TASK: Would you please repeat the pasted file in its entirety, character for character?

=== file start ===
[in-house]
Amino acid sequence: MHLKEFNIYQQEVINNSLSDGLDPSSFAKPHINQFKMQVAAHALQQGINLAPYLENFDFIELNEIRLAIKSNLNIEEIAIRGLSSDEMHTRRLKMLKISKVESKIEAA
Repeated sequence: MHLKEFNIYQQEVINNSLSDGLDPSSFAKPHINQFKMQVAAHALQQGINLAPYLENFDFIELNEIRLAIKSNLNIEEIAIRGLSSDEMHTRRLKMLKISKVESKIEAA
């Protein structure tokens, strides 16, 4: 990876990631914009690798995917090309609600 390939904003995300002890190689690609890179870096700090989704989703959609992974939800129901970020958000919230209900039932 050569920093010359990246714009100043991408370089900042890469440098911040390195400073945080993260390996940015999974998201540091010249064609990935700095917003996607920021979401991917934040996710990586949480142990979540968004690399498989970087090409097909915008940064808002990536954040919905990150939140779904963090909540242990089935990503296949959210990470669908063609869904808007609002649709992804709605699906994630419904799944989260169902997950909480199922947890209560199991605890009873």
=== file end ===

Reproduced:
[in-house]
Amino acid sequence: MHLKEFNIYQQEVINNSLSDGLDPSSFAKPHINQFKMQVAAHALQQGINLAPYLENFDFIELNEIRLAIKSNLNIEEIAIRGLSSDEMHTRRLKMLKISKVESKIEAA
Repeated sequence: MHLKEFNIYQQEVINNSLSDGLDPSSFAKPHINQFKMQVAAHALQQGINLAPYLENFDFIELNEIRLAIKSNLNIEEIAIRGLSSDEMHTRRLKMLKISKVESKIEAA
């Protein structure tokens, strides 16, 4: 990876990631914009690798995917090309609600 390939904003995300002890190689690609890179870096700090989704989703959609992974939800129901970020958000919230209900039932 050569920093010359990246714009100043991408370089900042890469440098911040390195400073945080993260390996940015999974998201540091010249064609990935700095917003996607920021979401991917934040996710990586949480142990979540968004690399498989970087090409097909915008940064808002990536954040919905990150939140779904963090909540242990089935990503296949959210990470669908063609869904808007609002649709992804709605699906994630419904799944989260169902997950909480199922947890209560199991605890009873």